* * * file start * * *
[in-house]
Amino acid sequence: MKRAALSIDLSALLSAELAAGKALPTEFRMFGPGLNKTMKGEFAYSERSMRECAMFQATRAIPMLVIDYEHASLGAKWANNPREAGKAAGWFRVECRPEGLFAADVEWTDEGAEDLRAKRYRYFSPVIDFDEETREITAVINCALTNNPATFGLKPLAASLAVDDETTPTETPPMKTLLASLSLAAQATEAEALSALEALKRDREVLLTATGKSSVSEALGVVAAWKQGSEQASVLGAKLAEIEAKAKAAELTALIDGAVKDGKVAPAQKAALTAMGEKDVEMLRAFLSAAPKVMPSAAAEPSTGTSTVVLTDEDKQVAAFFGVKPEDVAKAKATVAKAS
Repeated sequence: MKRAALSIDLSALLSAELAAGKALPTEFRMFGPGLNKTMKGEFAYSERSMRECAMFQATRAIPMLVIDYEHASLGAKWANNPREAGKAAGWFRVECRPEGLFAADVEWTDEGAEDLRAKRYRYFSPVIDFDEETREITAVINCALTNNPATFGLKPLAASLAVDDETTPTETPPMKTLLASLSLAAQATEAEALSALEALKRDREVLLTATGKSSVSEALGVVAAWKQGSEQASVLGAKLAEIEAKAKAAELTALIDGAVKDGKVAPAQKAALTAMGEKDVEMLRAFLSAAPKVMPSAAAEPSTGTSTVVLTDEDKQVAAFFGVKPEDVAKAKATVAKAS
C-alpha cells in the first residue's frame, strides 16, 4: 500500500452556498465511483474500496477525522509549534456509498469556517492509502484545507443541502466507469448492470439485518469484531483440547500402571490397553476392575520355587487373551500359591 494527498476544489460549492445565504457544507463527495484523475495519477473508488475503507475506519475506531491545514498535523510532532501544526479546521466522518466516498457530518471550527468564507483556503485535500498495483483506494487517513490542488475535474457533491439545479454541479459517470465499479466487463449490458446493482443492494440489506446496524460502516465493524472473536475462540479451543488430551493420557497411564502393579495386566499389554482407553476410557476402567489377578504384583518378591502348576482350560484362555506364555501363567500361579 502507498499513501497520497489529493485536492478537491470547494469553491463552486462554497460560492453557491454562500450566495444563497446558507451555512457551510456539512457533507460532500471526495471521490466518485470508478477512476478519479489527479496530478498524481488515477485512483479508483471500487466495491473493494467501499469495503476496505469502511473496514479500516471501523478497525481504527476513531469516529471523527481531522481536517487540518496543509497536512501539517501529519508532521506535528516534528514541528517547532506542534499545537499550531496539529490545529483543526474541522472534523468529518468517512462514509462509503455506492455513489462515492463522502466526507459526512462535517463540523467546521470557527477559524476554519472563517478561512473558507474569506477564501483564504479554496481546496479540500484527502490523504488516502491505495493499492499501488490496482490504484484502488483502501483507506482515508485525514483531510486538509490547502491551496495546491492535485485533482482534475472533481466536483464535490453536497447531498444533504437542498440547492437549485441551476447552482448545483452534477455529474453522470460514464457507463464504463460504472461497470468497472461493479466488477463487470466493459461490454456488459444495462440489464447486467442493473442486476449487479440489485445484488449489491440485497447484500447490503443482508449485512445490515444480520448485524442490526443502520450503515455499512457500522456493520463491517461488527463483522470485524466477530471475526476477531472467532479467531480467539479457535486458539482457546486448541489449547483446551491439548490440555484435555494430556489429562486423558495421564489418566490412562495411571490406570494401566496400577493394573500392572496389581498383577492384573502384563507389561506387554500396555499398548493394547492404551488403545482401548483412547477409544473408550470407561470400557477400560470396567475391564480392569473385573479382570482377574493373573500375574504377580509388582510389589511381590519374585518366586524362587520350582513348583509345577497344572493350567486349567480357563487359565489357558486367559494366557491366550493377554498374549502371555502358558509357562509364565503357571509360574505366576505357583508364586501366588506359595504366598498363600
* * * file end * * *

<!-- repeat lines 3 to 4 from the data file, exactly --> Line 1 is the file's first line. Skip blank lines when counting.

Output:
Repeated sequence: MKRAALSIDLSALLSAELAAGKALPTEFRMFGPGLNKTMKGEFAYSERSMRECAMFQATRAIPMLVIDYEHASLGAKWANNPREAGKAAGWFRVECRPEGLFAADVEWTDEGAEDLRAKRYRYFSPVIDFDEETREITAVINCALTNNPATFGLKPLAASLAVDDETTPTETPPMKTLLASLSLAAQATEAEALSALEALKRDREVLLTATGKSSVSEALGVVAAWKQGSEQASVLGAKLAEIEAKAKAAELTALIDGAVKDGKVAPAQKAALTAMGEKDVEMLRAFLSAAPKVMPSAAAEPSTGTSTVVLTDEDKQVAAFFGVKPEDVAKAKATVAKAS
C-alpha cells in the first residue's frame, strides 16, 4: 500500500452556498465511483474500496477525522509549534456509498469556517492509502484545507443541502466507469448492470439485518469484531483440547500402571490397553476392575520355587487373551500359591 494527498476544489460549492445565504457544507463527495484523475495519477473508488475503507475506519475506531491545514498535523510532532501544526479546521466522518466516498457530518471550527468564507483556503485535500498495483483506494487517513490542488475535474457533491439545479454541479459517470465499479466487463449490458446493482443492494440489506446496524460502516465493524472473536475462540479451543488430551493420557497411564502393579495386566499389554482407553476410557476402567489377578504384583518378591502348576482350560484362555506364555501363567500361579 502507498499513501497520497489529493485536492478537491470547494469553491463552486462554497460560492453557491454562500450566495444563497446558507451555512457551510456539512457533507460532500471526495471521490466518485470508478477512476478519479489527479496530478498524481488515477485512483479508483471500487466495491473493494467501499469495503476496505469502511473496514479500516471501523478497525481504527476513531469516529471523527481531522481536517487540518496543509497536512501539517501529519508532521506535528516534528514541528517547532506542534499545537499550531496539529490545529483543526474541522472534523468529518468517512462514509462509503455506492455513489462515492463522502466526507459526512462535517463540523467546521470557527477559524476554519472563517478561512473558507474569506477564501483564504479554496481546496479540500484527502490523504488516502491505495493499492499501488490496482490504484484502488483502501483507506482515508485525514483531510486538509490547502491551496495546491492535485485533482482534475472533481466536483464535490453536497447531498444533504437542498440547492437549485441551476447552482448545483452534477455529474453522470460514464457507463464504463460504472461497470468497472461493479466488477463487470466493459461490454456488459444495462440489464447486467442493473442486476449487479440489485445484488449489491440485497447484500447490503443482508449485512445490515444480520448485524442490526443502520450503515455499512457500522456493520463491517461488527463483522470485524466477530471475526476477531472467532479467531480467539479457535486458539482457546486448541489449547483446551491439548490440555484435555494430556489429562486423558495421564489418566490412562495411571490406570494401566496400577493394573500392572496389581498383577492384573502384563507389561506387554500396555499398548493394547492404551488403545482401548483412547477409544473408550470407561470400557477400560470396567475391564480392569473385573479382570482377574493373573500375574504377580509388582510389589511381590519374585518366586524362587520350582513348583509345577497344572493350567486349567480357563487359565489357558486367559494366557491366550493377554498374549502371555502358558509357562509364565503357571509360574505366576505357583508364586501366588506359595504366598498363600